A New Year Ignites New Beginnings
In the spirit of the New Year, as anticipation of positive change and renewal fills the air, the Epoch Times would like to share some inspiring Chinese idioms and stories to celebrate the bright new beginnings taking place this time of year.
“A great snowfall blankets [the earth] in the early morning; upon opening the door every manifestation of nature appears fresh and new.” — Chinese poet Xue Neng
This poetic verse likely depicts a scene that many people in the northern parts of the world experienced in the last few wintry weeks, some 1,200 years after Xue Neng wrote those words during the Tang Dynasty (A.D. 618–907).
Xue’s tranquil image of nature newly enveloped in snow, where everything under heaven has suddenly taken on an entirely different appearance, is the origin of the Chinese idiom “all manifestations of nature look fresh and new.”
The idiom also conveys the idea of renewal, recovery, or being restored to one’s original healthy state. With a clean, white blanket covering the earth, it is as if to remind the world of the purity of humanity’s original nature and the possibility and aspiration of reclaiming this potential.
‘To correct oneself and start anew’
The Chinese idiom “to correct oneself and start anew” originates in ancient China from an eloquent plea by a courageous young woman to rescue her father.
Ti Ying was the youngest of five daughters of a prominent doctor named Chunyu Yi. Chunyu Yi, originally a government official, later trained under a famous physician to become a doctor. He developed an outstanding reputation for his medical skills and was very much sought after by patients and their families. As a doctor, he travelled widely and offered treatment to many people.
However, in an unfortunate turn of events, one day someone filed a complaint against him in court, claiming that a patient died as a result of his treatment. The complainant was an influential man, and soon orders were received that Chunyu Yi was to be taken away to the capital city to face punishment.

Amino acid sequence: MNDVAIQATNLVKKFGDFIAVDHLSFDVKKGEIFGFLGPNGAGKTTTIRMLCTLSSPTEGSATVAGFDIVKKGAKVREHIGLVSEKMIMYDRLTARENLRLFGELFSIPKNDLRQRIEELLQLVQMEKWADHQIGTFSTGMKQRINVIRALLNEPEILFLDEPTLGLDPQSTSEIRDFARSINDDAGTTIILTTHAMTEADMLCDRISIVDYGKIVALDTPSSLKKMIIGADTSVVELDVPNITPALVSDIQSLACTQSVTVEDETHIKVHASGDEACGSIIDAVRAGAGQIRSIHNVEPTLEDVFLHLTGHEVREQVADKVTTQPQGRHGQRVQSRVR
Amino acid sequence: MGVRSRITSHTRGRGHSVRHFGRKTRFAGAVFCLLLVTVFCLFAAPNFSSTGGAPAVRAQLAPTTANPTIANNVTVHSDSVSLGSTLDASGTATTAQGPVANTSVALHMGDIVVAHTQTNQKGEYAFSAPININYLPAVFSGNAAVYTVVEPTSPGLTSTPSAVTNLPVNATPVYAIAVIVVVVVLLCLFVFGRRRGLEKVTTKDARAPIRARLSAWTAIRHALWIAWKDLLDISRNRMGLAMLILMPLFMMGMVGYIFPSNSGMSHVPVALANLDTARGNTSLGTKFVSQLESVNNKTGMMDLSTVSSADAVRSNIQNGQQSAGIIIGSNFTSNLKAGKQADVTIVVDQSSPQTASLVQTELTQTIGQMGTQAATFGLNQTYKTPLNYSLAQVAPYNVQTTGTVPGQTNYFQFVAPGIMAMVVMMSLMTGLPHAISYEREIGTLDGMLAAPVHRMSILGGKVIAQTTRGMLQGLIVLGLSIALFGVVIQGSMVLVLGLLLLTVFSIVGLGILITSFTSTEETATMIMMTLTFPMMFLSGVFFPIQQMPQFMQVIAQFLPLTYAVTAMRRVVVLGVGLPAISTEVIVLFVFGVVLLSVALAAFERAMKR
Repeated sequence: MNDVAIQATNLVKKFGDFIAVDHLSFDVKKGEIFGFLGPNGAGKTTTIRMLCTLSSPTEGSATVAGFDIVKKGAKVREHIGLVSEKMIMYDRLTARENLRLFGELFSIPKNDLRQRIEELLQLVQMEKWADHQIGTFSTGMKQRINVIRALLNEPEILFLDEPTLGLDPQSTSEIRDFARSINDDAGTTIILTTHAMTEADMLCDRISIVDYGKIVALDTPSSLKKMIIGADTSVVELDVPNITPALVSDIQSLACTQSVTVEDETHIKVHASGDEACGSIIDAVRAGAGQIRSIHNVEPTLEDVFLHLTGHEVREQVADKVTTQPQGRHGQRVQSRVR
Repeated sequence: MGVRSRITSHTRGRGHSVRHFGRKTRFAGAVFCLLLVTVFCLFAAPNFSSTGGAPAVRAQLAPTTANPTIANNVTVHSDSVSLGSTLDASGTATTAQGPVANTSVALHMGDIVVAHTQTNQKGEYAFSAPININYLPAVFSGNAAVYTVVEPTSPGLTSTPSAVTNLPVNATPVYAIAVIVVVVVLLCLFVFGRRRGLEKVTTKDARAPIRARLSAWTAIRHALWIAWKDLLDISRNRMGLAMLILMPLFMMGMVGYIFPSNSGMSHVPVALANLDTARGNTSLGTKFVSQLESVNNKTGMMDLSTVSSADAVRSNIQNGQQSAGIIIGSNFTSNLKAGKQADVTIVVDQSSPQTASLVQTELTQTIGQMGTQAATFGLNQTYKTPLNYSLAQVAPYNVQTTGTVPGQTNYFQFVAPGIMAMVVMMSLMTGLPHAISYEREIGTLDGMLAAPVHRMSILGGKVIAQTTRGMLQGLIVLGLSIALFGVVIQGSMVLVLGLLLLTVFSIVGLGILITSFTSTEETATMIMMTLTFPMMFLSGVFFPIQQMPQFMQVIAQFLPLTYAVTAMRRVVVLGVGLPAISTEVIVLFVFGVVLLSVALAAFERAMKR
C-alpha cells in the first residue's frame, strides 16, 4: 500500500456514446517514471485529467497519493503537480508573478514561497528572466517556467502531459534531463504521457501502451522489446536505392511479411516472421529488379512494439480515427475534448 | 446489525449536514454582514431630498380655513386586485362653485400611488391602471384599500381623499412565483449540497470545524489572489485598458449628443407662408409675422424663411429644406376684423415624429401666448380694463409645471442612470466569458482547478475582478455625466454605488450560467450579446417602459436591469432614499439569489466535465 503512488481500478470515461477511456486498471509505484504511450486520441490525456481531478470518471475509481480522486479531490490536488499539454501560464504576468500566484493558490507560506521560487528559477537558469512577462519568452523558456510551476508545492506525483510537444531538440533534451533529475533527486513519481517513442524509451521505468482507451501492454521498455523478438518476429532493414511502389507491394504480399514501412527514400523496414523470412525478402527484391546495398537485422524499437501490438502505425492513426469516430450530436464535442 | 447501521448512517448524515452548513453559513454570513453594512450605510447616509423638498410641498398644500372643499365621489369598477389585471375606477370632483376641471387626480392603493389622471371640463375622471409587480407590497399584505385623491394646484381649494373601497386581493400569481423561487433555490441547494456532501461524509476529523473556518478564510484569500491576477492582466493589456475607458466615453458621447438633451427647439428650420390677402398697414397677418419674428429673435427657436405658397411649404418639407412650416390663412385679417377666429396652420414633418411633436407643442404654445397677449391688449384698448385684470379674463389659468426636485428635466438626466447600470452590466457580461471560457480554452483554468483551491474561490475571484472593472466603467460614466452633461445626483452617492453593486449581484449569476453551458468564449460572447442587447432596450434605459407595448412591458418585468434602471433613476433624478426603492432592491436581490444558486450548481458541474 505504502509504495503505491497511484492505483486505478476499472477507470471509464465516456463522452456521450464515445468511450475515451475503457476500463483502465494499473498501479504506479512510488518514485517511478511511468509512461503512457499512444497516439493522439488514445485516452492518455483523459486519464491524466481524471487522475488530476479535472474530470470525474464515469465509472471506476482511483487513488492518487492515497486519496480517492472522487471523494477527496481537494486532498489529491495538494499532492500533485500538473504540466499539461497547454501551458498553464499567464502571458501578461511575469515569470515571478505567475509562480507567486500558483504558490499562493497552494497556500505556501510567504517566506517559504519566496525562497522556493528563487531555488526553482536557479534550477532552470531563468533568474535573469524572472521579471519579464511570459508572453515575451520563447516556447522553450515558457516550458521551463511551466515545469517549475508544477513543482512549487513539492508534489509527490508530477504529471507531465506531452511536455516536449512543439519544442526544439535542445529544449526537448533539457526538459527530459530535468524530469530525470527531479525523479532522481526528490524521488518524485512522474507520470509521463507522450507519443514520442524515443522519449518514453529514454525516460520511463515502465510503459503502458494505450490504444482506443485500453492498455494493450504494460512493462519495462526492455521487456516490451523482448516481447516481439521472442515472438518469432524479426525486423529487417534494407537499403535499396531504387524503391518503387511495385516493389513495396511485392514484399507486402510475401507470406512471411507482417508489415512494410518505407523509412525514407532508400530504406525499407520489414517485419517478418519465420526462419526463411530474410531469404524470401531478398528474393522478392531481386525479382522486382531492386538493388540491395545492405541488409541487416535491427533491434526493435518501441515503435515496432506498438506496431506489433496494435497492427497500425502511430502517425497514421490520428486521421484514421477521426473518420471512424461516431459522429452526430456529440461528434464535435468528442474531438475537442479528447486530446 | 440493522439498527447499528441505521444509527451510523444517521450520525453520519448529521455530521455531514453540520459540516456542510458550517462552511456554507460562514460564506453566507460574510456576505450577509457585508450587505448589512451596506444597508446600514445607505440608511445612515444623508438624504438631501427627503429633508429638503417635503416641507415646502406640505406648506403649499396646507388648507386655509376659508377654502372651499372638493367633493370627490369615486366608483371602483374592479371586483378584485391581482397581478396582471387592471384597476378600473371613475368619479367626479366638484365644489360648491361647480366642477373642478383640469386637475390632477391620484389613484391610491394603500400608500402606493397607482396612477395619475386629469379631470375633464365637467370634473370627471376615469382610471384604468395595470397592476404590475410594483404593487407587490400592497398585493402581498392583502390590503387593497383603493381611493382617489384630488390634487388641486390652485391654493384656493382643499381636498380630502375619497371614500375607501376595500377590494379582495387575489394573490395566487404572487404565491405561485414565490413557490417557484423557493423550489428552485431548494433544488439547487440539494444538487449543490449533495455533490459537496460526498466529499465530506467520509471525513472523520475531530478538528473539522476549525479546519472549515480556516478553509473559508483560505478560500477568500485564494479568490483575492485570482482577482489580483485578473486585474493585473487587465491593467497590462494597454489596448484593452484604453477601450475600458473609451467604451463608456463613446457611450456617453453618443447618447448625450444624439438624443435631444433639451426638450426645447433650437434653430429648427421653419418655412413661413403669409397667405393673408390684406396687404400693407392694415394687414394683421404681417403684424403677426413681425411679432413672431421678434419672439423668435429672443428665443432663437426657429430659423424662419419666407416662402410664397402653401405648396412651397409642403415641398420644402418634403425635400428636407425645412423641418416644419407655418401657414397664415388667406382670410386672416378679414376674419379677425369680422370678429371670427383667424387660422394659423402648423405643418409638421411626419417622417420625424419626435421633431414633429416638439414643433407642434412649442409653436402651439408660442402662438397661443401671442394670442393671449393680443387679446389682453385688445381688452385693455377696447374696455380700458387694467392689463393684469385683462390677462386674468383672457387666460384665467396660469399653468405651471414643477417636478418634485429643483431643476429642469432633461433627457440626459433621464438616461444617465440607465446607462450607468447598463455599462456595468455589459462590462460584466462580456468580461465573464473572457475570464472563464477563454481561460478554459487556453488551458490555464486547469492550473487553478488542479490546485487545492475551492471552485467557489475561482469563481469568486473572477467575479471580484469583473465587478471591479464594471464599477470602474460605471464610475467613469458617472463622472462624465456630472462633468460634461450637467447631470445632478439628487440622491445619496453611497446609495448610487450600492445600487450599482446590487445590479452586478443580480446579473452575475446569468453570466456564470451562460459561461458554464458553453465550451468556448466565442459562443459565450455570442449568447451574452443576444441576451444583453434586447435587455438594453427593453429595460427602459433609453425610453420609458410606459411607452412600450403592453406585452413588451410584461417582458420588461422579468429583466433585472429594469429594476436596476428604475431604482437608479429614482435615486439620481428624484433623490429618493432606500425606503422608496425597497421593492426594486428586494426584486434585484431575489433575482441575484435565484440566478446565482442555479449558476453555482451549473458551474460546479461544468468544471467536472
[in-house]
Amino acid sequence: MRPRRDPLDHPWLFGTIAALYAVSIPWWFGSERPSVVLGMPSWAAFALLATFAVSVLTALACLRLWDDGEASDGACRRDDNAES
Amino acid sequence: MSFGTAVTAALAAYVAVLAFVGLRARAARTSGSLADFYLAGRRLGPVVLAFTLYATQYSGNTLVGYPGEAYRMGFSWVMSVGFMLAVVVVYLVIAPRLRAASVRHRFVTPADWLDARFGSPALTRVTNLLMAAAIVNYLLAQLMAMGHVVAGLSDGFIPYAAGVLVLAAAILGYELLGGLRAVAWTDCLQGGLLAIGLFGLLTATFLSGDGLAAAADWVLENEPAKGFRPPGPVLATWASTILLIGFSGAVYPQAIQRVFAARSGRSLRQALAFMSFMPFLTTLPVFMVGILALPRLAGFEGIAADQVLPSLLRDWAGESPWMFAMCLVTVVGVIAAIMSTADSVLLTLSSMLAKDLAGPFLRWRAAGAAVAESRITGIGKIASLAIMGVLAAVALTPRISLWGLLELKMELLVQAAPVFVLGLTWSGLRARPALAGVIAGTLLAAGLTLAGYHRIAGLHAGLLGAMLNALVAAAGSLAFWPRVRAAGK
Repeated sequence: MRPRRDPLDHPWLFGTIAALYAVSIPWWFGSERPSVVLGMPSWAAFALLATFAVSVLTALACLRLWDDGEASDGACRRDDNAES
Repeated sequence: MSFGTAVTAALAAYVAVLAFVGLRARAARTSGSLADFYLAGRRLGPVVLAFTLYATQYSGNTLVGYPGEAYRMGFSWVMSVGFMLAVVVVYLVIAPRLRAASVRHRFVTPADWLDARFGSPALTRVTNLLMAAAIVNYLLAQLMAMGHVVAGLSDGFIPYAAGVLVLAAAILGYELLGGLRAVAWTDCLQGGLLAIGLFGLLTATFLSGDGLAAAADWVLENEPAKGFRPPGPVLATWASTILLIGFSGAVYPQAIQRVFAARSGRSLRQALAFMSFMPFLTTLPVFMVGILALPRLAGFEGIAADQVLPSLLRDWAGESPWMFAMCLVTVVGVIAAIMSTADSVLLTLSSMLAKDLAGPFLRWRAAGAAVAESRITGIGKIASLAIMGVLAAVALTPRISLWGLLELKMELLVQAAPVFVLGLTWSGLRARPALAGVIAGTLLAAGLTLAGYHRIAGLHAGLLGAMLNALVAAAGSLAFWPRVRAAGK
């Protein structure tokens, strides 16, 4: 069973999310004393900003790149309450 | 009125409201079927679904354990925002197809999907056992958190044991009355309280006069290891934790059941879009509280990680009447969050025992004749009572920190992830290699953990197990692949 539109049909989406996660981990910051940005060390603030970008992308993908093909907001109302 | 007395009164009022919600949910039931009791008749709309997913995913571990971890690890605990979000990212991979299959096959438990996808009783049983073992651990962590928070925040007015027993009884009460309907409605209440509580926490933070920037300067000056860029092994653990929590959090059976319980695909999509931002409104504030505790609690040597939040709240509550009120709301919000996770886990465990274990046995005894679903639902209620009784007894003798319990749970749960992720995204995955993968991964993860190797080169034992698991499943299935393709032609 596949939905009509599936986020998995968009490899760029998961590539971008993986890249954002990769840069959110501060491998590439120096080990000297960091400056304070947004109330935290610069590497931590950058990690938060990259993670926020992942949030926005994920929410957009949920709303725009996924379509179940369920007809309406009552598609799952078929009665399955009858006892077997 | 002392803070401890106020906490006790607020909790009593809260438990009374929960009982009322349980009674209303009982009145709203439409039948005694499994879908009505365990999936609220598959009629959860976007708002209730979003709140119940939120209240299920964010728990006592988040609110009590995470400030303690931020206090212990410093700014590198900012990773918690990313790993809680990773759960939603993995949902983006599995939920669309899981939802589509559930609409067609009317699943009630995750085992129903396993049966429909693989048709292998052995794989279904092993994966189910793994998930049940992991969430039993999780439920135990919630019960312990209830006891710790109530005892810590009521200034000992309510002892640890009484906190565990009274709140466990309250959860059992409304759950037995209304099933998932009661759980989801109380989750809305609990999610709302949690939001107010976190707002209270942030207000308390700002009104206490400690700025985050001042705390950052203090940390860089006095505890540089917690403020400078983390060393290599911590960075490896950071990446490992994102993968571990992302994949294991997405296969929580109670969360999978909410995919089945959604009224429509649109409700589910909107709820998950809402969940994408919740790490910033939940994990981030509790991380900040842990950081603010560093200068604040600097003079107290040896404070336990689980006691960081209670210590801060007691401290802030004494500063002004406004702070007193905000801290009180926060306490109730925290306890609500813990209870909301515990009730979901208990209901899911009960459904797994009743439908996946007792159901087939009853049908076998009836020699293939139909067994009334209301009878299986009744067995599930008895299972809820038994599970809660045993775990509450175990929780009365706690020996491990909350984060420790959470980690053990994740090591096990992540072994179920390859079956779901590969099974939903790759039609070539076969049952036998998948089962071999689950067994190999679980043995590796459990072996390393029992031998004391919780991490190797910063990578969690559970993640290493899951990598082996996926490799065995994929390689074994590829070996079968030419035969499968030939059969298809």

This was during the early part of the Han Dynasty (206 B.C.–A.D. 220)—a time when a number of severe corporal punishments were in place, carried over from the previous Qin Dynasty (221–206 B.C.). The punishments were very cruel and inflicted grave bodily harm, including amputations of the nose, ears, or limbs, and tattooing of the face.
Ti Ying was determined to save her father. She followed him on the journey to the capital, Chang’an, and once they arrived, she found a scribe to help her draft a petition to the emperor.
She stated in her letter: “My father was once a court official, and the people all praised his honesty and integrity. However, he has now been sentenced to suffer dire physical punishment.
“My heart is severely pained. Once a man is put to death, he cannot come back to life. Similarly, once a man is disabled from bodily punishment, he cannot be restored. Even if he then wishes to rehabilitate and start anew, it will be impossible.
“I am willing to redeem my father’s crime by becoming a slave servant for the rest of my life. I beg you to spare my father and allow him the opportunity to make a fresh start.”
Upon seeing Ti Ying’s petition, Emperor Wen was deeply moved by her filial piety and reasoning. He not only pardoned her father and declined her offer to become a slave, he also abolished the cruel physical punishments.
‘Let there be renewal every day’
Going back further into the past to look at another idiom about renewal offers a chance to rediscover the central figure of the Confucian tradition—the classic model of the Confucian scholar, or “junzi.” Such a person, often a scholar-official, is someone who is wholly dedicated toward cultivating virtue and pursuing diligent learning.